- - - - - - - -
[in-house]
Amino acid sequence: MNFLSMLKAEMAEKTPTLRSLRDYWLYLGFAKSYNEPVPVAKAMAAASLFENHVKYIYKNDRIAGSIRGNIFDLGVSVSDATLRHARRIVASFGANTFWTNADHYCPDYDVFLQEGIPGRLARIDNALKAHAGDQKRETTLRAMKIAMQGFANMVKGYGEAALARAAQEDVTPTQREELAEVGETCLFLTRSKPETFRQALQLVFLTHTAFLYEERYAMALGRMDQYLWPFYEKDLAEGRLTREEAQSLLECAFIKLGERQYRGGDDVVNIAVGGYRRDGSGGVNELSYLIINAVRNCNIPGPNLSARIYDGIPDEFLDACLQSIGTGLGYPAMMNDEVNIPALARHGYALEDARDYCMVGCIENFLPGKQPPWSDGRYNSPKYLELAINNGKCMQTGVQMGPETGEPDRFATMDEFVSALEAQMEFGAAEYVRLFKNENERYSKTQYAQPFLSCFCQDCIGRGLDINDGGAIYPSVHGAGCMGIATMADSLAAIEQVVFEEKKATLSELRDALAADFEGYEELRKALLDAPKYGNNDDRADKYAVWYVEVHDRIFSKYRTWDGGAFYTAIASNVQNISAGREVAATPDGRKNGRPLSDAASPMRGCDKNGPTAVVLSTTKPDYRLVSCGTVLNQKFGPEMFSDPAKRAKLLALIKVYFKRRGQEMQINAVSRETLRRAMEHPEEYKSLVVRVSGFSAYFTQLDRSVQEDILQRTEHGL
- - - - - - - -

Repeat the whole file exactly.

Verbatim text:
[in-house]
Amino acid sequence: MNFLSMLKAEMAEKTPTLRSLRDYWLYLGFAKSYNEPVPVAKAMAAASLFENHVKYIYKNDRIAGSIRGNIFDLGVSVSDATLRHARRIVASFGANTFWTNADHYCPDYDVFLQEGIPGRLARIDNALKAHAGDQKRETTLRAMKIAMQGFANMVKGYGEAALARAAQEDVTPTQREELAEVGETCLFLTRSKPETFRQALQLVFLTHTAFLYEERYAMALGRMDQYLWPFYEKDLAEGRLTREEAQSLLECAFIKLGERQYRGGDDVVNIAVGGYRRDGSGGVNELSYLIINAVRNCNIPGPNLSARIYDGIPDEFLDACLQSIGTGLGYPAMMNDEVNIPALARHGYALEDARDYCMVGCIENFLPGKQPPWSDGRYNSPKYLELAINNGKCMQTGVQMGPETGEPDRFATMDEFVSALEAQMEFGAAEYVRLFKNENERYSKTQYAQPFLSCFCQDCIGRGLDINDGGAIYPSVHGAGCMGIATMADSLAAIEQVVFEEKKATLSELRDALAADFEGYEELRKALLDAPKYGNNDDRADKYAVWYVEVHDRIFSKYRTWDGGAFYTAIASNVQNISAGREVAATPDGRKNGRPLSDAASPMRGCDKNGPTAVVLSTTKPDYRLVSCGTVLNQKFGPEMFSDPAKRAKLLALIKVYFKRRGQEMQINAVSRETLRRAMEHPEEYKSLVVRVSGFSAYFTQLDRSVQEDILQRTEHGL